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Imprisonment is this month’s headline theme because it has been proposed or threatened, virtually simultaneously, on both sides of the climate struggle.

wormwoodscrubs

Imprison Whom?

It surely reflects Naomi Klein’s “collision” between fossil-fuelled economics and the climate movement which has been highlighted in previous newsletters as a central argument in This Changes Everything. It also connects with Clive Hamilton’s comment, near the end of Requiem for a Species (again previously mentioned) that civil disobedience was likely to become a necessary choice for some in the climate movement.

The recent news, discussed in The Independent that the Heathrow 13 have been spared jail albeit with suspended sentences, will be a source of relief and celebration for the defendants and many others. Comparisons with those who were acquitted for occupation of the Kingsnorth coal power station are inevitable. Evidence on aviation emissions was presented at the trial by climate scientist Alice Bows-Larkin.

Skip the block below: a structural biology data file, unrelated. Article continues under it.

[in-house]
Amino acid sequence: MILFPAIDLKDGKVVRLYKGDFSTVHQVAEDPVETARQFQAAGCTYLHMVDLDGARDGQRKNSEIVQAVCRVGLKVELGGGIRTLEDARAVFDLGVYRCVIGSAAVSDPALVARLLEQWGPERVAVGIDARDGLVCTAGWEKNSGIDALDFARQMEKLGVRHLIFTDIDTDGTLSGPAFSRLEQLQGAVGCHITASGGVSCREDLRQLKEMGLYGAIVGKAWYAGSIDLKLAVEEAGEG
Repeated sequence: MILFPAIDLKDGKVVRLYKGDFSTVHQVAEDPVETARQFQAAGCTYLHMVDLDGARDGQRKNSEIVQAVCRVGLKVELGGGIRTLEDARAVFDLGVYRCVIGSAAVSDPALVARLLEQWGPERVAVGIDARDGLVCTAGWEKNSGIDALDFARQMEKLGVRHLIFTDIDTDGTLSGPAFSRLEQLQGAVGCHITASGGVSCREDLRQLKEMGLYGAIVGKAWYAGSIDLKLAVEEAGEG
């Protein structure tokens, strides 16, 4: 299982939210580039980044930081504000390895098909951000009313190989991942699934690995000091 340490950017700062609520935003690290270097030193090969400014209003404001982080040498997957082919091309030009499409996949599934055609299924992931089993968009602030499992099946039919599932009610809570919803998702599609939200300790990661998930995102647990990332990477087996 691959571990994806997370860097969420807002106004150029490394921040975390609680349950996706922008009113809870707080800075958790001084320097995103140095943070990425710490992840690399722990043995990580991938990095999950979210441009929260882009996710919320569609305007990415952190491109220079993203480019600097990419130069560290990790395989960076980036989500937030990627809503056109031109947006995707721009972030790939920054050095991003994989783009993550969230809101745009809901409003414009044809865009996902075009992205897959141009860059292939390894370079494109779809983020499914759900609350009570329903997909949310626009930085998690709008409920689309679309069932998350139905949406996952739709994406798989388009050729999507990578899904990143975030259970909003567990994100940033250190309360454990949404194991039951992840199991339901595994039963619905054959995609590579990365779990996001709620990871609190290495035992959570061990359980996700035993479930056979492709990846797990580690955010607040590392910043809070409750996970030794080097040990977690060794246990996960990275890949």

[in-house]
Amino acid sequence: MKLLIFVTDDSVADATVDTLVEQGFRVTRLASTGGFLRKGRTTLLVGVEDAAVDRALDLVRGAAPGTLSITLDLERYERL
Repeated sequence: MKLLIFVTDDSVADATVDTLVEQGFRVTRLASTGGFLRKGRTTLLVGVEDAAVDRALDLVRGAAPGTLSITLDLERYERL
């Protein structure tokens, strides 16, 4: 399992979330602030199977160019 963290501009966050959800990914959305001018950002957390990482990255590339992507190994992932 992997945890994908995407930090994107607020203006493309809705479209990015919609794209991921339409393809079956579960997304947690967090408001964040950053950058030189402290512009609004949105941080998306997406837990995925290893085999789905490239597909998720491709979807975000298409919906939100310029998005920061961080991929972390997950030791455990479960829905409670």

Meanwhile, there are anecdotal reports that Klein herself has been advocating the imprisonment of 'climate criminals'. This comes against the backdrop of mounting calls for legal action against Exxon Mobil for its “crime of the (20th) century” in suppressing the findings of its own scientists back in the ‘80’s, then disseminating and funding what it clearly knew to be disinformation on man-made climate change and its consequences. The collision of principles is now gathering pace, despite those at the establishment end of the climate movement who are heavily invested in a vision of consensus rather than confrontation.